Source - Les listes nominatives du recensement

Produced every five years starting in 1836, the listes nominatives are a summary of the census, providing information on each individual with some of his or her characteristics, such as name, year of birth, and occupation (see the presentation of the source on FranceArchives). They are organized spatially, each individual being located in a household, itself located in a house, which belongs to a neighborhood (or a hamlet) of a municipality (commune). The vast majority of the lists are kept in the Archives Départementales.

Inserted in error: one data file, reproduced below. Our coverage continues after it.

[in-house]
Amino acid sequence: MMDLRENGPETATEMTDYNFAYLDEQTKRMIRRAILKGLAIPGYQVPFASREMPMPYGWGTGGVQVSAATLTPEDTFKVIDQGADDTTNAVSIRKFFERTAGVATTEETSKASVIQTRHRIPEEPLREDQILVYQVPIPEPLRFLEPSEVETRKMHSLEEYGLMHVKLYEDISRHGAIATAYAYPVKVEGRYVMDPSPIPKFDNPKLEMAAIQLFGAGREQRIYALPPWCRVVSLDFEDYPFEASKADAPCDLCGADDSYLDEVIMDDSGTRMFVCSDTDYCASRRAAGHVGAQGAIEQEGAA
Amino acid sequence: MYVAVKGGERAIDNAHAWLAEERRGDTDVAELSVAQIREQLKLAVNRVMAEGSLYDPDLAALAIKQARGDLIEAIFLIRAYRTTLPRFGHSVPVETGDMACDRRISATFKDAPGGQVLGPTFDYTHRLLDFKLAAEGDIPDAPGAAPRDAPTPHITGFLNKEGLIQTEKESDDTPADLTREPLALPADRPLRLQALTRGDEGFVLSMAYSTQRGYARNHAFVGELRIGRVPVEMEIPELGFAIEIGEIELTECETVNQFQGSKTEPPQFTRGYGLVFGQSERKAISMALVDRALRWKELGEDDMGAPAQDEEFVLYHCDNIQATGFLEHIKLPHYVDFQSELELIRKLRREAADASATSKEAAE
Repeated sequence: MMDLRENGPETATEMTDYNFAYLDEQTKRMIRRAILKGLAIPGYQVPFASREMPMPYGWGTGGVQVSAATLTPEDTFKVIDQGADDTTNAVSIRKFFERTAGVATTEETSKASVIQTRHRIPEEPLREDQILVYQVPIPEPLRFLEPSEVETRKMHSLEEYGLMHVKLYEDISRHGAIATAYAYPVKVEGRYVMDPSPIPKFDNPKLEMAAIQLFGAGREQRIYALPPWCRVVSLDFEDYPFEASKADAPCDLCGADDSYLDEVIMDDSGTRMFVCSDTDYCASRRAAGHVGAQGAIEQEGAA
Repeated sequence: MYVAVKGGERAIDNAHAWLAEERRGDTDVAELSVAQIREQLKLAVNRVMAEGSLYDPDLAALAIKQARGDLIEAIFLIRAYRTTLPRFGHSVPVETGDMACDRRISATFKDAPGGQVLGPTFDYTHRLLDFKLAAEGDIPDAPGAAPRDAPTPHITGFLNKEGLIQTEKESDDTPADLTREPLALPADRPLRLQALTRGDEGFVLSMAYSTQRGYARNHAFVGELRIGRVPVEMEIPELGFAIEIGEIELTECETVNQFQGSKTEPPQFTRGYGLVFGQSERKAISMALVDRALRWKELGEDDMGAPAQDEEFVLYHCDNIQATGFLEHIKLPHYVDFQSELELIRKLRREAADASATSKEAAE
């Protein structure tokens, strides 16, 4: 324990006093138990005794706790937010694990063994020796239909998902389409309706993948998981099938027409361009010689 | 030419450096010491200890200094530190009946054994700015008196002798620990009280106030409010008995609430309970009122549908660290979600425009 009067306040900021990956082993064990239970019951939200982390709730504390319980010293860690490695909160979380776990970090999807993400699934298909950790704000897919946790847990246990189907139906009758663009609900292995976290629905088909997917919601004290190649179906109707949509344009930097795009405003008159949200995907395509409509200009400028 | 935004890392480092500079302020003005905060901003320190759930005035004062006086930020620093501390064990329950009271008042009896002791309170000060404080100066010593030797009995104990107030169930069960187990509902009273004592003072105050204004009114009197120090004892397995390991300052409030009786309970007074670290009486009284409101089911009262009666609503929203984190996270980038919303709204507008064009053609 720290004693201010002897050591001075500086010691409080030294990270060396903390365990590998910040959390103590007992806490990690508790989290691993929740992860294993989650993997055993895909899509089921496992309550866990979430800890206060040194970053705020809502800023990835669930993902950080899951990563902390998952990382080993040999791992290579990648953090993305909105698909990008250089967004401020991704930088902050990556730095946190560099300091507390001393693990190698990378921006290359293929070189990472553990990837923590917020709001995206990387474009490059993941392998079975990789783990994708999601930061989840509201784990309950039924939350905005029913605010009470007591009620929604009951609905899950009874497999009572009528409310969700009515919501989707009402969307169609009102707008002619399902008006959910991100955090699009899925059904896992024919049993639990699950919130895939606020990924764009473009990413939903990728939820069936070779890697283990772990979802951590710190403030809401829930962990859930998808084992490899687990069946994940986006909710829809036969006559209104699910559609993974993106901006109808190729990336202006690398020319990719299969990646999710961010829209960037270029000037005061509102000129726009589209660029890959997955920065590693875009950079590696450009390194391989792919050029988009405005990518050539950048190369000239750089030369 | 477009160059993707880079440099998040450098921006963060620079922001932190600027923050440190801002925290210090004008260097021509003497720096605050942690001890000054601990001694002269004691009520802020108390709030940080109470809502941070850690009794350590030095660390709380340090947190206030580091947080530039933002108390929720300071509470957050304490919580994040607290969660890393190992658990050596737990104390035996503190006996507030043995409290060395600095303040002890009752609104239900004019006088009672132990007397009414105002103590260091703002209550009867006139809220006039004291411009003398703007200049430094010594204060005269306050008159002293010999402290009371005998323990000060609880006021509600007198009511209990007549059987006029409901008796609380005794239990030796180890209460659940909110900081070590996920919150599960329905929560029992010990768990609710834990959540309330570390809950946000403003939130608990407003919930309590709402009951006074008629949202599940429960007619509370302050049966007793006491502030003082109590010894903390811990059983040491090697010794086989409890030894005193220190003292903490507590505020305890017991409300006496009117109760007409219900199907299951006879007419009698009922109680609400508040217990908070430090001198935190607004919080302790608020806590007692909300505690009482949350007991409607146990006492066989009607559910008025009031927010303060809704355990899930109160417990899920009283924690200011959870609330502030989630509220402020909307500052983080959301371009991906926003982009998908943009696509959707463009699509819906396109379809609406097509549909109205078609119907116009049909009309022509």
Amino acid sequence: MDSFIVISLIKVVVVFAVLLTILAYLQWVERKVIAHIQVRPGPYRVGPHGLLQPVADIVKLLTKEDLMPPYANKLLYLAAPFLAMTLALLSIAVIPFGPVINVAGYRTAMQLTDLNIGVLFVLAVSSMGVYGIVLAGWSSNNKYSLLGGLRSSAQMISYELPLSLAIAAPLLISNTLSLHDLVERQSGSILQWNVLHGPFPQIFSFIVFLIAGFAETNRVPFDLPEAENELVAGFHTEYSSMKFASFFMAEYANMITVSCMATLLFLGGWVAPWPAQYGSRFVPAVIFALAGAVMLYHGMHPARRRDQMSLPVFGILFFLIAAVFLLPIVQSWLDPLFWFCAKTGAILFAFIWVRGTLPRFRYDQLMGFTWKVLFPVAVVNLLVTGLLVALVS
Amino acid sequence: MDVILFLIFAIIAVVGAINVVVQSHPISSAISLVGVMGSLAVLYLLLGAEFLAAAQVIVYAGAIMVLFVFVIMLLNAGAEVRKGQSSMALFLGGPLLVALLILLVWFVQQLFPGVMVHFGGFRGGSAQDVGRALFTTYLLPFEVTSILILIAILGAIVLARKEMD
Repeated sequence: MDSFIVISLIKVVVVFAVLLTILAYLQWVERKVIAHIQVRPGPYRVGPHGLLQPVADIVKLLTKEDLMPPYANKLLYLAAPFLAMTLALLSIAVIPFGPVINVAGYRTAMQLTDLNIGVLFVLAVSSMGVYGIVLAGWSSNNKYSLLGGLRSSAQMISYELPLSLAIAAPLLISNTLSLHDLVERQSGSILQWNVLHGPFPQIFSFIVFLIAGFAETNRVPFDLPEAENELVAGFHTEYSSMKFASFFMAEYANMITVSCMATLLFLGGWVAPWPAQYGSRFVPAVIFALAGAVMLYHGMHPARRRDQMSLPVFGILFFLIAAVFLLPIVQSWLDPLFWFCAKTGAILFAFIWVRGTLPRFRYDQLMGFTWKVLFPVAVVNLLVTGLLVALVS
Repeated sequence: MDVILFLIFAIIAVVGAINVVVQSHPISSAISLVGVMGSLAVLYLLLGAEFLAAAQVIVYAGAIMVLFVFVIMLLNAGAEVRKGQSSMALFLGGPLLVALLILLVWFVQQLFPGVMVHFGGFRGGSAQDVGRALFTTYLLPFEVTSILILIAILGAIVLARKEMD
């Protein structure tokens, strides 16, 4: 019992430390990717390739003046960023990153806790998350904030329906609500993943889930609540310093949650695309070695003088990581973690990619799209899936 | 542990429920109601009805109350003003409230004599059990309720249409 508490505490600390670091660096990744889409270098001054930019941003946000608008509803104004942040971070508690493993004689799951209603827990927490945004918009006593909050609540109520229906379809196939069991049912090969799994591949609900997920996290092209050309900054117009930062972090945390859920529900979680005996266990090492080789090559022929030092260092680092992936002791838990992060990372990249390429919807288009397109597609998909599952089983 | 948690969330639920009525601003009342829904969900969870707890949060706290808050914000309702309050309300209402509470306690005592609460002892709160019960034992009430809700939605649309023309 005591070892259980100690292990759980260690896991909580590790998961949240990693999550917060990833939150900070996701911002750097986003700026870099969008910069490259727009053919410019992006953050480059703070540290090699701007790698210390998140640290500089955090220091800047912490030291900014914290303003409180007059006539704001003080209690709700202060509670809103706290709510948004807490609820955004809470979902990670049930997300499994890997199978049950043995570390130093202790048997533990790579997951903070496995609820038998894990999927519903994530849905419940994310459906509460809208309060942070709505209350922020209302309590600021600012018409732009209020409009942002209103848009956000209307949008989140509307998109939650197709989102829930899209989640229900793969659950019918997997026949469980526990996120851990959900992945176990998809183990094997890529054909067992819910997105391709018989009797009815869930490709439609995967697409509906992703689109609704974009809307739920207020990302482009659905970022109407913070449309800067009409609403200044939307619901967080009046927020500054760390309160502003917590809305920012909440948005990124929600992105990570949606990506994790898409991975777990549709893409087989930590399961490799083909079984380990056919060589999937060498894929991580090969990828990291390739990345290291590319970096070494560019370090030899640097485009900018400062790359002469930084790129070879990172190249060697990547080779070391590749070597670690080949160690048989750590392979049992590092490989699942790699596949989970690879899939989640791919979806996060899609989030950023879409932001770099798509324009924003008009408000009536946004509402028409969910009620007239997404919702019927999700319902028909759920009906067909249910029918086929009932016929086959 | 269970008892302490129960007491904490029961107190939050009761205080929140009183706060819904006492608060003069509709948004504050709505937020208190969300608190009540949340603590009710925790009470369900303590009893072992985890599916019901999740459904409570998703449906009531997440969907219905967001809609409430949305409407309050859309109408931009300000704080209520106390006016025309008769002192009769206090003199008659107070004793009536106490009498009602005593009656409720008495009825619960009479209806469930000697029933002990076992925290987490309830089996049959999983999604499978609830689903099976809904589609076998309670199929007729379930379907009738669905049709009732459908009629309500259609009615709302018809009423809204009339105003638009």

For quantitative history (social, economic, demographic...), the weakness of the listes is the limited nature of the information they contain: they inform the structure of households and family ties, which is valuable, but contain very little socio-economic information to contextualize them. But, they do have two main advantages, complete coverage and stability over time. Indeed, with a few exceptions (the most prominent being population “comptée à part”) and conditional on being well preserved, the listes record all individuals present in metropolitan France every five years. This full coverage makes them a valuable asset for tracking individuals over time, from one census to the next. Moreover, the structure of the listes themselves is quite stable over time, with precise rules over the position of each individual. We intend to take advantage of this stability to develop automated transcription models for extracting the information contained in the millions of listes nominatives.